Shareholders in trading platform Plus500 (LSE:PLUS) have been hit hard again as the firm reported revenues have fallen by 65pc compared with the previous quarter. Shares were down over 40% in early trading on Friday touching 400p, after the release of a quarterly trading statement from the company.
Investors have barely caught their breath since the last debacle in February when Plus500 confirmed press reports of an error in its annual report. That bombshell saw the stock plummet from 2019 highs of over 1650p to just 695p over the space of one week.
Chief Executive Officer, Asaf Elimelech blames market conditions for the drop off in revenue saying: “Given the level of global political and economic news, financial markets were surprisingly subdued in the period, which reduced the number of trading opportunities for customers.”
However, revenues have declined dramatically when compared with the same period last year. Company revenue in the first quarter of 2018 was $297.3m, nearly six times that if this year’s comparable period.
Spread-betting and contract-for-difference trading platforms have been struggling with ever-tightening rules designed to protect retail investors. Generally, the sector faces headwinds due to the fact that the majority of its clients’ will lose money, with many throwing in the towel altogether. Stated figures of the percentage of clients who lose money varies across the industry but most fall in the 70-80pc bracket. With such a churn of customer base, companies need to spend significant amounts on advertising, and regulations have ensured adverts disclose the hard facts that using the services are high risk.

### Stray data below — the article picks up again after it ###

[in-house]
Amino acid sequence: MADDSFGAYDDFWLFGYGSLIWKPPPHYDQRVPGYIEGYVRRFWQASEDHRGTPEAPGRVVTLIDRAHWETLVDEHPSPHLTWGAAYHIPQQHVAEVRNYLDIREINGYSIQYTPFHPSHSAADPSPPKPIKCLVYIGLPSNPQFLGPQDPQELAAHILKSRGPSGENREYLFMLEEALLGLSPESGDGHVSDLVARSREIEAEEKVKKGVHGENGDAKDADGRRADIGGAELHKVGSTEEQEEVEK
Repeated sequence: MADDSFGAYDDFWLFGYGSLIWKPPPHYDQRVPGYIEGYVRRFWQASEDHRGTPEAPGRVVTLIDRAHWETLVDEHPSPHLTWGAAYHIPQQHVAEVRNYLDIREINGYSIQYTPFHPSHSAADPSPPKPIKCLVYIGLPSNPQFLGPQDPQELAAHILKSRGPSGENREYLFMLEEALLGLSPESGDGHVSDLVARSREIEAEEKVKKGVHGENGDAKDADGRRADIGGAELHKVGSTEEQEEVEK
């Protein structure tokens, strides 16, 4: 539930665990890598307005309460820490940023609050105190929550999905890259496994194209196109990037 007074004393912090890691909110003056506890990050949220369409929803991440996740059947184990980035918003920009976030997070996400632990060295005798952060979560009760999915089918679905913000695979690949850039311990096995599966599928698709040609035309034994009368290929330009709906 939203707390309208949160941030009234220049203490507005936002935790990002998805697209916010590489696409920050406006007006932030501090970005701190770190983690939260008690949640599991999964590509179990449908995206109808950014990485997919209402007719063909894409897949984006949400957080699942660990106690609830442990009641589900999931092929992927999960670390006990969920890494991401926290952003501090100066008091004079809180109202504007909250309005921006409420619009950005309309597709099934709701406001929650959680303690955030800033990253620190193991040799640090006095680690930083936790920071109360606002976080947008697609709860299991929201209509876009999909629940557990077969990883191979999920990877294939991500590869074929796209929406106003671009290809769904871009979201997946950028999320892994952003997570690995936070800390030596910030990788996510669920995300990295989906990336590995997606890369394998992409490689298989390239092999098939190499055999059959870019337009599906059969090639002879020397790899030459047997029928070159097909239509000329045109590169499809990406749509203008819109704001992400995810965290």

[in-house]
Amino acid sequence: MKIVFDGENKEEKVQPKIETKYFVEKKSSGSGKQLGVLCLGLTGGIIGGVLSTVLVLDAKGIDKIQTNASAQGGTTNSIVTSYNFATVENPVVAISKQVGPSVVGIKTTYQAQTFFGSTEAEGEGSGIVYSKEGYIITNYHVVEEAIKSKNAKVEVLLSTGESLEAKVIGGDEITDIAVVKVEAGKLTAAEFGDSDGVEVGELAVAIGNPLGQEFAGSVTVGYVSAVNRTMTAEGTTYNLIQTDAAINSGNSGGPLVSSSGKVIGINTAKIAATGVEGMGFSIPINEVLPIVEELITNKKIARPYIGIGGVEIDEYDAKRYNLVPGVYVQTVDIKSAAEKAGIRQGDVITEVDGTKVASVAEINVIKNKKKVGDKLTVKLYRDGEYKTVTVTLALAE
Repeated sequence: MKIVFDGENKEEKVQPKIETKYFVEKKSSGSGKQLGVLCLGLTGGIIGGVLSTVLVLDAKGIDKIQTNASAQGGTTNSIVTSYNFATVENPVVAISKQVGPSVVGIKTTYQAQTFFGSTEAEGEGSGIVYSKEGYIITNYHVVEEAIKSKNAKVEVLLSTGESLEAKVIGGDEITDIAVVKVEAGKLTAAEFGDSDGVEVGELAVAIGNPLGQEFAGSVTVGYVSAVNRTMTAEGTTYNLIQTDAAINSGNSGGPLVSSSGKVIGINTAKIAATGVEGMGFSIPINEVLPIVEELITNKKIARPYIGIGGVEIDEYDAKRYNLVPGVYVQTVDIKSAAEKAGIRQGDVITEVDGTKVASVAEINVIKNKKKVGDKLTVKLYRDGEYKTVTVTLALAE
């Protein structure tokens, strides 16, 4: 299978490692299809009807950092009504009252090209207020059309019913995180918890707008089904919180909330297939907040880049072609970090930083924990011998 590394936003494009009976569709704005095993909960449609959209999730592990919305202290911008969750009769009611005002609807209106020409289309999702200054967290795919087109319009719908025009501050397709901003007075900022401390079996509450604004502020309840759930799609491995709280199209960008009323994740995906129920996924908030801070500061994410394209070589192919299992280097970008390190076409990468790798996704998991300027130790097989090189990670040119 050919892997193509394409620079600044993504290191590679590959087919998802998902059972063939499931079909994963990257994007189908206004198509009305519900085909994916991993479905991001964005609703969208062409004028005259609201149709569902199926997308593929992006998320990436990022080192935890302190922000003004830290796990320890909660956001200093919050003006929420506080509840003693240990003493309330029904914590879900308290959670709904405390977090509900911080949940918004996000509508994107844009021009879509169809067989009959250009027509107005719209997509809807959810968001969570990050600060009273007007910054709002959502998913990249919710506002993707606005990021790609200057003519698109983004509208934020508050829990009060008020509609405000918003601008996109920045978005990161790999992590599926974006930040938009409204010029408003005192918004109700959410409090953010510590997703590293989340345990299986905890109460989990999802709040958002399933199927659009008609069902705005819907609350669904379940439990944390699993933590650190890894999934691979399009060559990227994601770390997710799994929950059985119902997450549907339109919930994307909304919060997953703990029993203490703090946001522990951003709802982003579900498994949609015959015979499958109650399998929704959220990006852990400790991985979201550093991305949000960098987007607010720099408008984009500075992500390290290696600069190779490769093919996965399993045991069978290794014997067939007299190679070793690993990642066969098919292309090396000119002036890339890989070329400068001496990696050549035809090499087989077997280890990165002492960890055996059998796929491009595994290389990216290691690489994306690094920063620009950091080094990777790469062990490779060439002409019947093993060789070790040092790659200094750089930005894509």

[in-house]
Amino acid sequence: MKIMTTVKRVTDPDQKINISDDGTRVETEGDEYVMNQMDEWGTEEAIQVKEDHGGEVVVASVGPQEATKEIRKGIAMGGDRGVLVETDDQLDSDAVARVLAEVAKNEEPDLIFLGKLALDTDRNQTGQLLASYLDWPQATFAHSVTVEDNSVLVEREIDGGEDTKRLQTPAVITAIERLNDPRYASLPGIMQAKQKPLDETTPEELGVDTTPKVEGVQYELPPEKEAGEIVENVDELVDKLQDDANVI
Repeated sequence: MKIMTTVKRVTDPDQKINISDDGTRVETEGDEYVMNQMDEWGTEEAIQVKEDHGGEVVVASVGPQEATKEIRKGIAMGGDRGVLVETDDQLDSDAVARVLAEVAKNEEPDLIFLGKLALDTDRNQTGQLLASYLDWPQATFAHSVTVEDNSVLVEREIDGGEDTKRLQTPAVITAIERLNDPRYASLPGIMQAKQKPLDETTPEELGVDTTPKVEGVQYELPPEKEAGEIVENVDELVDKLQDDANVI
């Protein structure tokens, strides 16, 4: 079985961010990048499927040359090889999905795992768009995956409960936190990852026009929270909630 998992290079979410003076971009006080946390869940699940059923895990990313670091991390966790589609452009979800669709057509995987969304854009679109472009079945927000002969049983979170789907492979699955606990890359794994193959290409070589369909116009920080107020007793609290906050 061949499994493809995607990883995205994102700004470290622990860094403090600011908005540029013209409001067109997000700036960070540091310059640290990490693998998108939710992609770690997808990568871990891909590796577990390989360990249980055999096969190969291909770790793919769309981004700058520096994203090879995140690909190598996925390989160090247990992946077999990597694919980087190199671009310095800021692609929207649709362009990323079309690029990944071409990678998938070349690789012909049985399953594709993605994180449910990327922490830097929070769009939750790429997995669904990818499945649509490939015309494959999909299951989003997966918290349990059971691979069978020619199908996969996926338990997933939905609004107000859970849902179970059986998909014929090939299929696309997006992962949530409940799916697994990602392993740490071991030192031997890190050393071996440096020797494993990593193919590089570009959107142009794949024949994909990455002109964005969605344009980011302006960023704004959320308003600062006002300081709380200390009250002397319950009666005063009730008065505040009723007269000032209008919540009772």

The average cost for Plus500 to acquire each user has increased substantially compared with last year. In Q1 2019 the cost was $1230 per user compared with $502 a year ago – this is however down from $1489 In Q4 2018. The Friday’s update the firm highlighted that new customer acquisition ‘held up well’ with 21,306 new customers acquired on the first quarter of the year, a 10pc increase on the previous quarter.
The company has been repurchasing its shares over the past few months and reports at the end of March it had bought $7.8m of the previously announced $10m buyback programme. This has done little to stem the sell off of the stock over the past nine months since it hit an all-time high of 2076p.